We were getting picked up from the bungalows we were staying at in Otres at 10am to go to Kampot by bus. They also picked another person up from the same place but he wasn’t supposed to be leaving for another hour so we had to wait for him until he finished having a shower and packing up before the bus could ‘set off’. It soon became apparent that half of the people on the bus were coming from Kampot to here and the other half (us included) were being picked up to go to Kampot.
The bus (mini-van) was filled to the max, then went to their central office in Sihanoukville, at which point they asked us to get off and the bus immediately sped off with all of our bags in it and no explanation as to where it was going. After a couple of minutes it transpired the bus driver was going to get the tyre replaced on the bus, we weren’t very happy they had taken our bags, buy 15-20 minutes later he re-appeared, we all piled back in the tiny van and it set off. At which point, after one hour and twenty minutes since we were picked up, the bus then drove the same way back straight past where they had picked us up from earlier on.
To say I wasn’t very happy would be an understatement, but apparently the only qualification you need to run a bus company in Asia is to just own a bus (or a minivan) 🙂
Two or three hours later we arrived in Kampot and the first impressions were good, the place we stayed was a nice and homely guesthouse owned by a french couple, it had a really nice garden area with hammocks to lounge around in, the town was westernised in the sense that there were plenty of ex-pats there, but it was just a small town, with still quite a local feel. The guesthouse was about 15 minutes walk out of the centre through a local residential area, so walking past all the dogs guarding their houses at night using the phone torch as a street light was quite fun, there was lots of barking (and the dogs made a lot of noise too).
We could tell it was a fairly rural location when one day we walked back to the guesthouse and there were three cows just wandering past the entrance of it.
We stayed in Kampot for a few days, but for one night we got a scooter through the place we stayed and took off to an even smaller town close by called Kep, it was only 30-40 minutes ride away on a mostly smooth road so it was quite a nice drive, but super hot. This actually only happened after the first bike that we had beek given broke down about 500 metres from the guesthouse, so I had to push it back in 35 degree heat, I don’t think I’ve ever sweated that much before. The bike got replaced and we set off soon enough.
Kep is famous for having a local crab market, so we went and found a place to stay before heading straight there, the first place we tried was too expensive, the next one was really nice, the owner was really friendly and it was all hand-made wooden stilt-bungalows, so we dumped our small bags that we had taken with us in the room and set off in search of fresh seafood.
Sure enough, ten minutes ride away was the local crab market, an amazing market right by the seafront, where we walked in and were taken straight to the front so that we could buy crabs to eat there and then. We paid $4 for half a kilo of crabs, they pulled the cage in from the sea, grabbed a few still-alive crabs and threw them in a carrier bag, next they were passed to one of the other stalls where we paid $1.5 for them to wok them for us with the local Kampot pepper and sauce, we then bought some steamed rice from another vendor and a drink from another, and sat and waited extremely excited for the fresh crabs to come.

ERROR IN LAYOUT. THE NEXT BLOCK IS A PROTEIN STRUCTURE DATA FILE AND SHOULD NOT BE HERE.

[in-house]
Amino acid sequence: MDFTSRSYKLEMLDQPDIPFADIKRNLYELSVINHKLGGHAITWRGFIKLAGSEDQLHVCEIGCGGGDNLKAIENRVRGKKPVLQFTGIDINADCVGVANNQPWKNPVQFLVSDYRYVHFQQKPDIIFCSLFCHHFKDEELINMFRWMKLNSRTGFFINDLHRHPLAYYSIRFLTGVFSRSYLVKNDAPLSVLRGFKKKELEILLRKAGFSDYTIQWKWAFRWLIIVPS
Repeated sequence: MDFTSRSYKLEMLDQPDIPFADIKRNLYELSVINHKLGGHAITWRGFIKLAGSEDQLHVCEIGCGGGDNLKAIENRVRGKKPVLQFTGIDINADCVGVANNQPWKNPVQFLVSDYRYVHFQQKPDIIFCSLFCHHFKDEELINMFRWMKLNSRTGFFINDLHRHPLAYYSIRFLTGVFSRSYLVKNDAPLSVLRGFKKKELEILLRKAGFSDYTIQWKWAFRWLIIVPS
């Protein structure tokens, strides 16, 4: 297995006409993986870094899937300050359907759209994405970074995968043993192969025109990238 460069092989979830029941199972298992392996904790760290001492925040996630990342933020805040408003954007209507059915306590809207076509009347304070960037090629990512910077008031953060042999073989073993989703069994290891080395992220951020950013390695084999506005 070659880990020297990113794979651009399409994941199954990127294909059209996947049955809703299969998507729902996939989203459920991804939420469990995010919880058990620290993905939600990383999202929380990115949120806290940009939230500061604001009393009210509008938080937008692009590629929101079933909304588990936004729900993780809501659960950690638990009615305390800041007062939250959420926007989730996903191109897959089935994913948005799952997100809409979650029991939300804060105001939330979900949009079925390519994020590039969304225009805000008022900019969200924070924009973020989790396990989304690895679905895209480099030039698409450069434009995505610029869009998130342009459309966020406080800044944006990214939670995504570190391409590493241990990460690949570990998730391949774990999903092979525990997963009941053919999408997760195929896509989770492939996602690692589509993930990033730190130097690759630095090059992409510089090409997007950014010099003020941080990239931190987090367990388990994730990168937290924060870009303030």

They were just as good as you would expect, but better, so fresh and very tasty, and $6 for a meal for two people in Cambodia is actually relatively cheap, but for fresh seafood, it was a bargain. We then rode down to the local beach, got chatting to a local family who offered us to sit with them and drink their beer, but I was driving so thought we better not. The rest of the afternoon we lounged about in the guesthouse with a couple of beers and had some dinner before a bottle of wine on the balcony of our bungalow, it was an amazing day in Kep, the town was the only one in Cambodia we went to that didn’t have lots of foreigners there, it was quiet, relaxed and a great place to spend a night.
The next day we considered going over to Rabbit Island, a nearby island to Kep, but we rode down to the pier early and the cost of the boat was just too much to only spend a couple of hours there before having to come back and ride back to Kampot. Instead we took the nice coast road again and saw some wild Monkeys playing in the road, which we have a video of, then headed back to Kampot.
Kampot is famous for being one of the top producers of pepper in the world, Kampot pepper can be bought around the world and we visited one of the plantations for a free tour and tasting of the different types of pepper they grow there. The 1-hour TukTuk ride each way was a little bumpy through roads that just weren’t roads, but the scenery driving through the villages and seeing the local children playing was amazing, the pepper was good, so we bought some to take away. We’re not sure when we’ll use it yet, but it was nice to buy some from the plantation it was grown in.
We left Kampot after four days, got a bus back to Phnom Penh for one night to break up the journey to Siem Reap, which we are glad we did because the bus back to Phnom Penh that should only take a couple of hours took about four and a half, when we got to the hostel, we ate there and went to bed ready for an early bus to Siem Reap, and excited to see Angkor Wat…